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[mininet-discuss] DOT: A Distributed OpenFlow Testbed

Phiho Hoang hohoangphi at gmail.com
Wed May 13 12:34:07 PDT 2015


Hi Philip,

Thank you for the info.

Is MaxiNet still under active development?

What's the road map towards 1.0?

Cheers,

PhiHo


On Wed, May 13, 2015 at 3:16 PM, Philip Wette <wette at mail.upb.de> wrote:

>  Hi PhiHo,
>
> if you plan to distribute a Mininet emulation across multiple physical
> machines you may take a look at MaxiNet.
>
> MaxiNet lets you control and setup a distributed emulation without having
> to worry about your distributed resources. MaxiNet uses GRE tunnels to
> interconnect switches emulated at different machines. So you do not need
> any routing between the different mininet instances.
>
> http://www.cs.uni-paderborn.de/?id=maxinet
>
> Best,
>
> Philip
>
> Am 13.05.15 um 21:08 schrieb Phiho Hoang:
>
>  Hi Nick,
>
>  Thank you for sharing your experience.
>
>  I am not as much concerned with the through put as with how to handle
> the massive number of hosts, sub-nets and datapaths in the emulation using
> Mininet.
> (I plan to use dozens of cheap CHIP, the Raspberry Pi Killer ;-)
>
>  Did you find any need for DHCP, DNS, routers... when you work with
> Mininet at a massive scale across multiple servers so that all Mininet
> hosts in the emulation can communicate with one another conveniently?
>
>  Some sample codes would be much appreciated.
>
>  Again, thank you for sharing.
>
>
>  Regards,
>
>  PhiHo
>
>
> On Tue, May 12, 2015 at 7:37 PM, Nicholas Bastin <nick.bastin at gmail.com>
> wrote:
>
>>  On Tue, May 12, 2015 at 6:55 PM, Phiho Hoang <hohoangphi at gmail.com>
>> wrote:
>>
>>>  Are they described in some research paper?
>>>
>>
>>  No, it's work, not research.. :-)
>>
>>    Would you be able to share the custom topologies used in these
>>> mininet ebvironments?
>>>
>>
>>  Most of the test topologies are proprietary, as they mirror customer
>> environments, but I can elaborate a bit about the structure of the
>> testbed.  We have a small cluster of Dell C6100 servers (4-node 2U chassis
>> - unavailable now but you can get them on the surplus market or a newer
>> variant from supermicro).  They're 12 core each with quad-channel memory
>> (very important) and then we put multiport 10G cards (2-4 ports) in each
>> node for the distributed interconnection.  These function as the leaf of an
>> infrastructure that then has custom-built 1U servers with 12x10G interfaces
>> to serve as the core interconnection fabric between the leaf nodes (you
>> could also of course use hardware OF 10G switches for this purpose, but we
>> provision datapaths and network functions on this hardware, do packet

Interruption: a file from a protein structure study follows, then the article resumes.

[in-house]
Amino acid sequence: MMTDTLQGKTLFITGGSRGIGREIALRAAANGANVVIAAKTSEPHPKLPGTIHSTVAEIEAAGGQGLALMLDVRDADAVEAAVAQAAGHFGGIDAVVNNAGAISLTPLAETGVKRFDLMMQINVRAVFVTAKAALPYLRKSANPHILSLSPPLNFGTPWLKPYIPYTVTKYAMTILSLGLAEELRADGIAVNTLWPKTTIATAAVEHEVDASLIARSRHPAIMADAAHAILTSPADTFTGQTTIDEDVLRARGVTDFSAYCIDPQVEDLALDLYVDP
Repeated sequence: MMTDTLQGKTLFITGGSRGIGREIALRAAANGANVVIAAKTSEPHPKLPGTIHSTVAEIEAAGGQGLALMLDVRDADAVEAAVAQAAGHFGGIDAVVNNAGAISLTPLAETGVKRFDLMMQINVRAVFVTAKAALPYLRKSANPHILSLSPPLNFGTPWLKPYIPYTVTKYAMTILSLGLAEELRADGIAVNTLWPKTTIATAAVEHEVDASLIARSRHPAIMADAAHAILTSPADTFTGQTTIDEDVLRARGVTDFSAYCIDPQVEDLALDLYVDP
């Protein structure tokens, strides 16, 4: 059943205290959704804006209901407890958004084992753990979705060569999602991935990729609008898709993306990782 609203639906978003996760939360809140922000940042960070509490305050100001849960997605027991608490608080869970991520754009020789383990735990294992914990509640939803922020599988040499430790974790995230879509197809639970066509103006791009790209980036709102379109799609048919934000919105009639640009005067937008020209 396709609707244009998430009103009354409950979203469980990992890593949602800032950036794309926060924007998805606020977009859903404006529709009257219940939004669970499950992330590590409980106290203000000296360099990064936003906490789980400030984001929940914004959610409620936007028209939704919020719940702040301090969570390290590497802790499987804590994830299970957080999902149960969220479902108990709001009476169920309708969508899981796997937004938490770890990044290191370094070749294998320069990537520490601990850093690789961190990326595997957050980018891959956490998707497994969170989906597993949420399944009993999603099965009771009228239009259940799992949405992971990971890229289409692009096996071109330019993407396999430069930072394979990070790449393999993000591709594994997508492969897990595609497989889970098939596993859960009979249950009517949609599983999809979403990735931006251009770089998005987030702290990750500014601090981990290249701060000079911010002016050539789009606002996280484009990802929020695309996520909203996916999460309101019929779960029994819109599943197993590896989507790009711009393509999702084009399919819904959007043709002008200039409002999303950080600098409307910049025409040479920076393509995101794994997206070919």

>> analysis, etc. so it's more than just moving packets around).
>>
>>  This is more of a systems design problem than anything special about
>> mininet - mininet itself is unmodified in this environment (although you
>> must obviously tweak the OS for open file handles, etc.).  The real
>> question is not so much about the number of datapaths, but the amount of
>> traffic.  The amount of traffic the system can handle is fixed by the
>> amount of memory bandwidth available - each leaf node in our system has a
>> little over 40GBytes/sec of memory bandwidth and as such if you're doing
>> packet copies to move your packets around you have to consider your data
>> rate multiplied by the number of copies in a representative average path to
>> estimate rough max throughput per node.  For large scale failover studies
>> and such where you're not really running traffic but want to see controller
>> or switch behaviour ripple throughout your topology, you can safely run
>> high hundreds of datapaths per core (given sufficient memory of course).
>>
>>  I would not necessarily try to bring up 50k datapaths on a single node
>> (you probably really start to run into OS resource issues here, and maybe
>> would have to do it using multiple VMs on the same metal -  checking
>> /proc/sys/fs/file-max on a newer system shows over 2.5 million so maybe
>> it'd be possible, although there are also limits on the number of non-patch
>> interfaces you can have), but I'd wager on big modern hardware you could
>> probably do it with 2 nodes (particularly considering the absolutely absurd
>> number of cores you can get per node these days).
>>
>>  --
>> Nick
>>
>
>
>
> _______________________________________________
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>
>
>
> --
> Philip Wette, M.Sc.             E-Mail: wette at mail.upb.de
> University of Paderborn         Tel.:   05251 / 60-1716
> Department of Computer Science
> Computer Networks Group         http://wwwcs.upb.de/cs/ag-karl
> Warburger Straße 100            Room:   O3.152
> 33098 Paderborn
>
>
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